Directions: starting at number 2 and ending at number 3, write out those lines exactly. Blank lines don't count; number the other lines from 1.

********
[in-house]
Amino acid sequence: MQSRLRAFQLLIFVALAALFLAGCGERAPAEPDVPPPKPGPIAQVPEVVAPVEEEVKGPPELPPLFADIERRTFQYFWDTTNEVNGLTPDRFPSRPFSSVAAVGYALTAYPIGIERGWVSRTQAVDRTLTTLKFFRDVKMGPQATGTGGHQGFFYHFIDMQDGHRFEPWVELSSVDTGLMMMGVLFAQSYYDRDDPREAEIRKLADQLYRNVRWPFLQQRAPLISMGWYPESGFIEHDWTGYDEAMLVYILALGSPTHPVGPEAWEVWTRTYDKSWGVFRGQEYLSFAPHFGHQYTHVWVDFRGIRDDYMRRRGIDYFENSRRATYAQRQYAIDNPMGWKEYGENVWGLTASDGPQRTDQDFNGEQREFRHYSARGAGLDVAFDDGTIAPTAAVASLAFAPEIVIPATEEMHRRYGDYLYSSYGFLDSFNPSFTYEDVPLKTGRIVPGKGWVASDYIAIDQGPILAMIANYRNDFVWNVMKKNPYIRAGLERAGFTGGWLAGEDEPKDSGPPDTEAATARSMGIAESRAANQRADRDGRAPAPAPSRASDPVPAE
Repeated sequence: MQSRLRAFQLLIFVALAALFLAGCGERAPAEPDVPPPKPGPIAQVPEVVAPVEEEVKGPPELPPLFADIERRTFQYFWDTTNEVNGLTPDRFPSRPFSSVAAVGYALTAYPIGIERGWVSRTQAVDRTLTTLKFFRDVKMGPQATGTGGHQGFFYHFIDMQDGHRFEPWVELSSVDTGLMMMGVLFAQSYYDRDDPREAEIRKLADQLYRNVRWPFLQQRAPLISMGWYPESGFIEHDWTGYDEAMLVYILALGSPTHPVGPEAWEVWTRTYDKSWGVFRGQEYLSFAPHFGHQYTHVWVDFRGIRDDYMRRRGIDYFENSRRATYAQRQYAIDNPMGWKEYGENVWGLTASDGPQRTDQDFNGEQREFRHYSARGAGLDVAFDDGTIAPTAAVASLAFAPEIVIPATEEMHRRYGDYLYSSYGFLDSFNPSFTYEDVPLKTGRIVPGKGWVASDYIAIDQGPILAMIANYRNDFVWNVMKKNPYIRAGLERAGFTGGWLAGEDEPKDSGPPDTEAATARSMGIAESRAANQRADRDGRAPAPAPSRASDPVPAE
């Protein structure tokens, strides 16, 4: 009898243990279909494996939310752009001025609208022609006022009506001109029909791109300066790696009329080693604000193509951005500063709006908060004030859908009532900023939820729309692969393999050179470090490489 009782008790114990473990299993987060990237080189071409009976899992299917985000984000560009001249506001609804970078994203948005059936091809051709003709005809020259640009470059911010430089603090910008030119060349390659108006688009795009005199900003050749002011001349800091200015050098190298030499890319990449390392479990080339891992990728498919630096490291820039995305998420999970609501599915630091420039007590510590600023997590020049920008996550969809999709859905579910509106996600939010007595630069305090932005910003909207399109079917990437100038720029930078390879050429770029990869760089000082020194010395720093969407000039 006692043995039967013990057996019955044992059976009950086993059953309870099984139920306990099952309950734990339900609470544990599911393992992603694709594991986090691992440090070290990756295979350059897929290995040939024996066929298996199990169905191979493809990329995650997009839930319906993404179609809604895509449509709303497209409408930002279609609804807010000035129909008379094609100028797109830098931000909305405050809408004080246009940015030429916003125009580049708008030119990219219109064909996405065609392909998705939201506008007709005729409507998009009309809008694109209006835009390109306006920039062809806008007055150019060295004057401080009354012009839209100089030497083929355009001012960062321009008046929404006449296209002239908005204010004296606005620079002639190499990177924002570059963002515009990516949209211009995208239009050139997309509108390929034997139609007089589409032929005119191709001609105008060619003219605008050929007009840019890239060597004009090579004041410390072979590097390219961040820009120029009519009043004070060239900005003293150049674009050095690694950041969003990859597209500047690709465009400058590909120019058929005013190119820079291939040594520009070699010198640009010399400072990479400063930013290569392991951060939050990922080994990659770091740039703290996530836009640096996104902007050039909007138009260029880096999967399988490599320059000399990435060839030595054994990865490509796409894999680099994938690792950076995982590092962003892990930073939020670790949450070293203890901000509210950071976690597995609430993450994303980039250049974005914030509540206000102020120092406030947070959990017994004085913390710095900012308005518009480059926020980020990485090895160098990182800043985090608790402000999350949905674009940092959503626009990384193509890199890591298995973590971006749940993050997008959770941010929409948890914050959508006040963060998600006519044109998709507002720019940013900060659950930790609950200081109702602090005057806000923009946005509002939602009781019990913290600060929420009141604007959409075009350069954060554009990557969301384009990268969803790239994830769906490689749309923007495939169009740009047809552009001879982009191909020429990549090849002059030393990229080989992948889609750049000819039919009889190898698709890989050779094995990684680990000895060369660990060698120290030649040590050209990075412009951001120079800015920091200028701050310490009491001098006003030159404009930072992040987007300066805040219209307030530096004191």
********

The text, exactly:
Amino acid sequence: MQSRLRAFQLLIFVALAALFLAGCGERAPAEPDVPPPKPGPIAQVPEVVAPVEEEVKGPPELPPLFADIERRTFQYFWDTTNEVNGLTPDRFPSRPFSSVAAVGYALTAYPIGIERGWVSRTQAVDRTLTTLKFFRDVKMGPQATGTGGHQGFFYHFIDMQDGHRFEPWVELSSVDTGLMMMGVLFAQSYYDRDDPREAEIRKLADQLYRNVRWPFLQQRAPLISMGWYPESGFIEHDWTGYDEAMLVYILALGSPTHPVGPEAWEVWTRTYDKSWGVFRGQEYLSFAPHFGHQYTHVWVDFRGIRDDYMRRRGIDYFENSRRATYAQRQYAIDNPMGWKEYGENVWGLTASDGPQRTDQDFNGEQREFRHYSARGAGLDVAFDDGTIAPTAAVASLAFAPEIVIPATEEMHRRYGDYLYSSYGFLDSFNPSFTYEDVPLKTGRIVPGKGWVASDYIAIDQGPILAMIANYRNDFVWNVMKKNPYIRAGLERAGFTGGWLAGEDEPKDSGPPDTEAATARSMGIAESRAANQRADRDGRAPAPAPSRASDPVPAE
Repeated sequence: MQSRLRAFQLLIFVALAALFLAGCGERAPAEPDVPPPKPGPIAQVPEVVAPVEEEVKGPPELPPLFADIERRTFQYFWDTTNEVNGLTPDRFPSRPFSSVAAVGYALTAYPIGIERGWVSRTQAVDRTLTTLKFFRDVKMGPQATGTGGHQGFFYHFIDMQDGHRFEPWVELSSVDTGLMMMGVLFAQSYYDRDDPREAEIRKLADQLYRNVRWPFLQQRAPLISMGWYPESGFIEHDWTGYDEAMLVYILALGSPTHPVGPEAWEVWTRTYDKSWGVFRGQEYLSFAPHFGHQYTHVWVDFRGIRDDYMRRRGIDYFENSRRATYAQRQYAIDNPMGWKEYGENVWGLTASDGPQRTDQDFNGEQREFRHYSARGAGLDVAFDDGTIAPTAAVASLAFAPEIVIPATEEMHRRYGDYLYSSYGFLDSFNPSFTYEDVPLKTGRIVPGKGWVASDYIAIDQGPILAMIANYRNDFVWNVMKKNPYIRAGLERAGFTGGWLAGEDEPKDSGPPDTEAATARSMGIAESRAANQRADRDGRAPAPAPSRASDPVPAE